SSH / SSHD - How do I set max login attempts?

Solution 1:

I don't like to use any third party tools. Hence I used a combination of ssh configuration and firewall settings. With the following solution an attacker is allowed to produce exactly 3 fault logins in 2 minutes, or he will be blocked for 120 seconds.

1) Add the following line to /etc/ssh/sshd_config

MaxAuthTries 1

This will allow only 1 login attempt per connection. Restart the ssh server.

2) Add the following firewall rules

Create a new chain

iptables -N SSHATTACK
iptables -A SSHATTACK -j LOG --log-prefix "Possible SSH attack! " --log-level 7
iptables -A SSHATTACK -j DROP

Block each IP address for 120 seconds which establishes more than three connections within 120 seconds. In case of the fourth connection attempt, the request gets delegated to the SSHATTACK chain, which is responsible for logging the possible ssh attack and finally drops the request.

iptables -A INPUT -i eth0 -p tcp -m state --dport 22 --state NEW -m recent --set
iptables -A INPUT -i eth0 -p tcp -m state --dport 22 --state NEW -m recent --update --seconds 120 --hitcount 4 -j SSHATTACK

3) See log entries of possible ssh attacks in /var/log/syslog

Dec 27 18:01:58 ubuntu kernel: [  510.007570] Possible SSH attack! IN=eth0 OUT= MAC=01:2c:18:47:43:2d:10:c0:31:4d:11:ac:f8:01 SRC= DST= LEN=60 TOS=0x00 PREC=0x00 TTL=64 ID=30948 DF PROTO=TCP SPT=53272 DPT=1785 WINDOW=14600 RES=0x00 SYN URGP=0

Solution 2:

I use Fail2ban; I've used Denyhosts in the past, and it works quite well, too. I favor Fail2ban now because it is more configurable, and more able to handle monitoring multiple different services -- for example, your sshd and you web app's login page simultaneously (provided you log failures).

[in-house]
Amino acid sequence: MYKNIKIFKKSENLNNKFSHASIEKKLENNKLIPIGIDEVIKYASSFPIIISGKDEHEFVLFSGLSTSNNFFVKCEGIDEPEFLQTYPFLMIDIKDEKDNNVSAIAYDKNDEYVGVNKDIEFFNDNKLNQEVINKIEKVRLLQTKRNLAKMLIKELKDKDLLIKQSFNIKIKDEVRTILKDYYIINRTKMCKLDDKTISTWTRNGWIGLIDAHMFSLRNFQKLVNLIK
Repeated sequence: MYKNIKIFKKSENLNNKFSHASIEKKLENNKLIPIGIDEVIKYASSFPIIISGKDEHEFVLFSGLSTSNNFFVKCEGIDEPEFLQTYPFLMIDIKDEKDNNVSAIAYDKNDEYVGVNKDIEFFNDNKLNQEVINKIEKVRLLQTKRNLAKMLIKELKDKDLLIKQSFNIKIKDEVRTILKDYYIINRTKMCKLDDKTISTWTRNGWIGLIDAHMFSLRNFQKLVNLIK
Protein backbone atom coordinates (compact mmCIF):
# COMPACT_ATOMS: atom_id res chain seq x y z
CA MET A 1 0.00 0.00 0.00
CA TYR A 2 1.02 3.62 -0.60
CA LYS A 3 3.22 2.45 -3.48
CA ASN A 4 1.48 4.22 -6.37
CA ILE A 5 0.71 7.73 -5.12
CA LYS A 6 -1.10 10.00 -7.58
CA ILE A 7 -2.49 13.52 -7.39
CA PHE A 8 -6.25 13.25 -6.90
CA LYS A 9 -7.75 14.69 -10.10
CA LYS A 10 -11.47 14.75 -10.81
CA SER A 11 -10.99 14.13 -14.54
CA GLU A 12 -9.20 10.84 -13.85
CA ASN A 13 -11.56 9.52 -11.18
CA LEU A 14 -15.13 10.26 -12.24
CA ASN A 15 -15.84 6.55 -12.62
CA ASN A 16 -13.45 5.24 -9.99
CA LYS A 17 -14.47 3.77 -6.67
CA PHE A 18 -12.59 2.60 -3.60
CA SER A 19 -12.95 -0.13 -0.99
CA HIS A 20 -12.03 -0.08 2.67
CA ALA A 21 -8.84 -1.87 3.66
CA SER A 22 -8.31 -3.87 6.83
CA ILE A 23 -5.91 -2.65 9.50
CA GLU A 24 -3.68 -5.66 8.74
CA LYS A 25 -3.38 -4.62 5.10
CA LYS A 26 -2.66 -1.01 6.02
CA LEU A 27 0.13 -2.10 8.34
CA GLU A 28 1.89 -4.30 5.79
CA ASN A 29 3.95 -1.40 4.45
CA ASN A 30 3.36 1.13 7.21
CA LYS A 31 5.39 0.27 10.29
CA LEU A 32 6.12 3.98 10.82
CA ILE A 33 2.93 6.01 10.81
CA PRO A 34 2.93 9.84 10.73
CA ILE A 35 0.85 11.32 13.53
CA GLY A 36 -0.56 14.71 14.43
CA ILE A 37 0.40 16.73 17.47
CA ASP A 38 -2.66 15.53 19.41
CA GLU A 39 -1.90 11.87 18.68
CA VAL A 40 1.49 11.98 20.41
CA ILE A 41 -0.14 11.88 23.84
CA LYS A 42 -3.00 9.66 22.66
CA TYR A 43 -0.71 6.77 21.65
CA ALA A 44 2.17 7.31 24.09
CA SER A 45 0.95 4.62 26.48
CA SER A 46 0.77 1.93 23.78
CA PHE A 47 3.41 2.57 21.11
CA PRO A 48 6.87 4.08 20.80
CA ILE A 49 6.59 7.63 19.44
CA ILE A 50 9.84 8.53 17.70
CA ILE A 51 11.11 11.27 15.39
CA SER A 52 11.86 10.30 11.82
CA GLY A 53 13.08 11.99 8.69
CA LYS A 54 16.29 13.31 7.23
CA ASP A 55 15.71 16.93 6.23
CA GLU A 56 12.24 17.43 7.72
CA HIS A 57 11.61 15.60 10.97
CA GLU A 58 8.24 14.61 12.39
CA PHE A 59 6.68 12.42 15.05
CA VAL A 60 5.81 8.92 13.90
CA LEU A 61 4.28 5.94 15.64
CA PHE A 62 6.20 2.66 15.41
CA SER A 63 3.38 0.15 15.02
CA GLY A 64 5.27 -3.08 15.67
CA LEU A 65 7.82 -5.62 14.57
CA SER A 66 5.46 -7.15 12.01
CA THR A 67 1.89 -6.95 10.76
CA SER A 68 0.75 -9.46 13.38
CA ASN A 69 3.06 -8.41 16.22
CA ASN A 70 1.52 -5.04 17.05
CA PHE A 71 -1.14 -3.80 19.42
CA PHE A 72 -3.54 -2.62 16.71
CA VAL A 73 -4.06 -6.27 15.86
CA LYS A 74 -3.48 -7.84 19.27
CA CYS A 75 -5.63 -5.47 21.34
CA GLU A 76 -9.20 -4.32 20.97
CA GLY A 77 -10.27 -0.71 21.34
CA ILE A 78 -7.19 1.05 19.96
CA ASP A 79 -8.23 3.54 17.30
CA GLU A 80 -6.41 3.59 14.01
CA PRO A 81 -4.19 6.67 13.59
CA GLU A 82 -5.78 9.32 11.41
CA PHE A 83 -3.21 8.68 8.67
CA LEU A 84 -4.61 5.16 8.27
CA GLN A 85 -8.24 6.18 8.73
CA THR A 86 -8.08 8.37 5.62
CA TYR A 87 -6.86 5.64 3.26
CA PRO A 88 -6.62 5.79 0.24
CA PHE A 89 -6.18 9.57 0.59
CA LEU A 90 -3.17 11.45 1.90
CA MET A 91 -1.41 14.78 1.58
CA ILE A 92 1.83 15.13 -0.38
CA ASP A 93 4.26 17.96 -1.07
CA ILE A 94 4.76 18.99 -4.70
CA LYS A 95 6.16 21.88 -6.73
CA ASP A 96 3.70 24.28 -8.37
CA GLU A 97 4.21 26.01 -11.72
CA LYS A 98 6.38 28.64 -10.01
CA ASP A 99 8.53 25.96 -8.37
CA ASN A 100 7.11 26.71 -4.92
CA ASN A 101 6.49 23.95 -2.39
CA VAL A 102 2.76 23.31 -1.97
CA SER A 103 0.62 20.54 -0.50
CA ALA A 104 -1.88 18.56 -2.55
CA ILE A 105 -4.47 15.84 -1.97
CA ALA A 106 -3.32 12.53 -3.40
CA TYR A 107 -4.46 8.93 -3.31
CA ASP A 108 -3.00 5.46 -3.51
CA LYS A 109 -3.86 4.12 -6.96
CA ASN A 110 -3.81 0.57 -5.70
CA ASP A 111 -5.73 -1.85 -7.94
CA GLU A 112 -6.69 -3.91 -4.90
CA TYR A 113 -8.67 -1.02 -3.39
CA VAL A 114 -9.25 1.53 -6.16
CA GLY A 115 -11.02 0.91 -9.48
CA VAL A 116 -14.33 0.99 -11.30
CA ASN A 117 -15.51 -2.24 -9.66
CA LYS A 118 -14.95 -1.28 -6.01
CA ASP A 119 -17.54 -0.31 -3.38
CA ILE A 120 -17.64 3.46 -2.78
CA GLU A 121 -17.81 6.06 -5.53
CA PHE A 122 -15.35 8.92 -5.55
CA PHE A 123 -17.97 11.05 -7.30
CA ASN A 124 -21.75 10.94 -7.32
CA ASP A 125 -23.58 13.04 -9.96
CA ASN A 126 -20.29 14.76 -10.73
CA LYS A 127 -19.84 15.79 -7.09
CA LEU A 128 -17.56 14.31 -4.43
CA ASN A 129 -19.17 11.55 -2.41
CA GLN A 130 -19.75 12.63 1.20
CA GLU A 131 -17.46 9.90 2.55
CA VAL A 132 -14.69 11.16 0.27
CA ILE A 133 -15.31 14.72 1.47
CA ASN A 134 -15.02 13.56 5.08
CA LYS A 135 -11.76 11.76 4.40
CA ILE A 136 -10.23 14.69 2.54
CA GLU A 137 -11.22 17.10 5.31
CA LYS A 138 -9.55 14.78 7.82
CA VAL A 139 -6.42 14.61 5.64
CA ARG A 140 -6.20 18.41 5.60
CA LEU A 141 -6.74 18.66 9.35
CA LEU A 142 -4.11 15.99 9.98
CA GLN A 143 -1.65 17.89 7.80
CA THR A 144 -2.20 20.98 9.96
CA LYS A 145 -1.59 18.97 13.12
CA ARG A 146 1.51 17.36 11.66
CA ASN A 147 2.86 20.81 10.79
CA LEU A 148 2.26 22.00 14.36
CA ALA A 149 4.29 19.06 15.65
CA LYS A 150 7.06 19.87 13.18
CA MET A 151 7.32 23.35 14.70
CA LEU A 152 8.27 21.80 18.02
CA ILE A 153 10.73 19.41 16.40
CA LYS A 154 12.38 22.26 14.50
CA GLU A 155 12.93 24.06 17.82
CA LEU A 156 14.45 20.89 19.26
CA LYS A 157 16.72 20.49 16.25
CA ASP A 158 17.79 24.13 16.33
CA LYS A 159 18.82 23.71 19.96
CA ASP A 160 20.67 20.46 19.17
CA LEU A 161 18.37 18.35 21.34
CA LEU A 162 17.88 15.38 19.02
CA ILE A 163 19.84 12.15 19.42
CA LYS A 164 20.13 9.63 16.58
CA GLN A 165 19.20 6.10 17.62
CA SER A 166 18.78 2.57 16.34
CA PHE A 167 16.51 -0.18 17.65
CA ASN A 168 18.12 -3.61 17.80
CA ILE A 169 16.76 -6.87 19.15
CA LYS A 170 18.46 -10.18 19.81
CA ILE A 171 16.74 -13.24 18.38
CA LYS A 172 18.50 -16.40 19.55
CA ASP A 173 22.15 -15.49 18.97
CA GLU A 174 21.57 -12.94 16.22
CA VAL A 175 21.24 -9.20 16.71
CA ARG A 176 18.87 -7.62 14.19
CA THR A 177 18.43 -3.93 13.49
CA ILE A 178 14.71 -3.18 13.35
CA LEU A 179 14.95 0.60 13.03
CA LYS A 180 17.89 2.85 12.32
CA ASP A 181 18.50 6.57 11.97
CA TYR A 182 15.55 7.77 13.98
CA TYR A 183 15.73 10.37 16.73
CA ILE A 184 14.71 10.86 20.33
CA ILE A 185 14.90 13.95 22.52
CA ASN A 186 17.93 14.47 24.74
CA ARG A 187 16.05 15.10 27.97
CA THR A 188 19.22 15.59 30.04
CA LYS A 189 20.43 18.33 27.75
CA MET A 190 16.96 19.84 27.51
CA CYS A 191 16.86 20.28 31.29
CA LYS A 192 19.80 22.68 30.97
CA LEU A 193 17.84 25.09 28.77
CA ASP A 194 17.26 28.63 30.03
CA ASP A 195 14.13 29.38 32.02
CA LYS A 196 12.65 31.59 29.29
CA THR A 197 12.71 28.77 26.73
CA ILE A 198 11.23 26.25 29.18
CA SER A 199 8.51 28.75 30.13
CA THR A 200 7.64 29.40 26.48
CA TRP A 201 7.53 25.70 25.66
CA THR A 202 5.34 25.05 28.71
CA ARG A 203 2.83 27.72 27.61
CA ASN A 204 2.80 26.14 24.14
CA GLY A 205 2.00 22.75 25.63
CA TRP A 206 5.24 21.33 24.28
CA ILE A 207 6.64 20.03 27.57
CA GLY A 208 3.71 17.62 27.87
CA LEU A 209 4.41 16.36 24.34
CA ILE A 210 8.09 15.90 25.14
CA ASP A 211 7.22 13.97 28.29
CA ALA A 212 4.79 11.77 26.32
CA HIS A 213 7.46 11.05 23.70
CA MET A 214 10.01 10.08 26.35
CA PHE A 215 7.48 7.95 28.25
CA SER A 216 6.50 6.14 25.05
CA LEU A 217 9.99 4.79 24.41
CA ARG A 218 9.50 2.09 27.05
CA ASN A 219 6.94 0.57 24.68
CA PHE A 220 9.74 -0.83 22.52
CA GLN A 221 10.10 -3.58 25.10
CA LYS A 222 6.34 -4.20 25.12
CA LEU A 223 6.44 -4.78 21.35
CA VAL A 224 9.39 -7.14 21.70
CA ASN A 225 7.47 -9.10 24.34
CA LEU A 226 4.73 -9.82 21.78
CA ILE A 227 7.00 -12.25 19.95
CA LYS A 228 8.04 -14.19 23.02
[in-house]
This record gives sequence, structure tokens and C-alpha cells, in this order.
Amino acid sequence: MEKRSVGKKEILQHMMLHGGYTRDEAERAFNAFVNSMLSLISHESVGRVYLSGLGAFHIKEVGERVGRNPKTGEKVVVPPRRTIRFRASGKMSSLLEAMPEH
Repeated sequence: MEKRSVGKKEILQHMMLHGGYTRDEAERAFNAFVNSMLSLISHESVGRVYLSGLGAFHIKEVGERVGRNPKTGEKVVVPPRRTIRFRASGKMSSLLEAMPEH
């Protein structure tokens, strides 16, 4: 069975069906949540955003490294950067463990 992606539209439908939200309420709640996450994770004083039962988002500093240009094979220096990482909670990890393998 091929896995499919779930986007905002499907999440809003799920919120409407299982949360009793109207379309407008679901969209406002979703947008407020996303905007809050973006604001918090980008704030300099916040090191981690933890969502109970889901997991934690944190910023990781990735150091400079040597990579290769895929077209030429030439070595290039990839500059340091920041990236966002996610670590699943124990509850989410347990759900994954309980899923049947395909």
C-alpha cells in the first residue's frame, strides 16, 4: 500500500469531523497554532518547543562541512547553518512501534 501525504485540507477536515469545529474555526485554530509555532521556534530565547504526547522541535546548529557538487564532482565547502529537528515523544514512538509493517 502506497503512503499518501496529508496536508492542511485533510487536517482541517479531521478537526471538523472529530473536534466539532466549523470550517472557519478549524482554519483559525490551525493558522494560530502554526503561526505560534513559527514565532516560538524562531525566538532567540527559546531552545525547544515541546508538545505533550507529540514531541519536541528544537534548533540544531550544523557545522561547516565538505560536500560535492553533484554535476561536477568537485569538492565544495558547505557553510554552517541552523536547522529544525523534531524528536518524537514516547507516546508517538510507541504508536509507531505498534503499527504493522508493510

Another method you might consider is implementing a LIMIT rule in iptables; I unfortunately can't help you with this, unless you want to install Shorewall, and then I'd simply point you toward the excellent documentation on that site for how to configure a LIMIT rule to, well, limit the ability of someone to brute-force your server.

Solution 3:

There's not a specific package associated with SSH to set this up. You could however install CSF which is ConfigServer & Firewall.


Two Configuration changes I'd suggest would be made in the file: /etc/ssh/sshd_config

Limit the maximum number of unauthenticated connections that the ssh server will handle at the same time. The smaller this is, the harder it is for script kiddies to make parallel, coordinated cracking attempts with multiple connections. edit sshd_config and change MaxStartups from the default of "10" to "3:50:10". The colon separated values tells the ssh server to, "allow 3 users to attempt logging in at the same time, and to randomly and increasingly drop connection attempts between 3 and the maximum of 10". Note: this should be increased on servers with substantial numbers of valid ssh users logging in.

  • Default: MaxStartups 10
  • MaxStartups 3:50:10

Reduce the maximum amount of time allowed to successfully login before disconnecting. The default of 2 minutes is too much time to hold open an unauthenticated connection attempt (see above); 30 seconds is more than enough time to log in:

  • Default: LoginGraceTime 2m
  • LoginGraceTime 30

Solution 4:

I use these IPTables rules for this:

iptables -A INPUT -p tcp --dport 22 -m state --state NEW -m recent --set --name SSH -j ACCEPT
iptables -A INPUT -p tcp --dport 22 -m state --state NEW -m recent --update --seconds 300 --hitcount 4 --rttl  --name SSH -j DROP

That will only allow 4 TCP/SYN packets to port 22 from an IP address in 5 minutes. If it makes more attempts the door is closed till 5 minutes are over.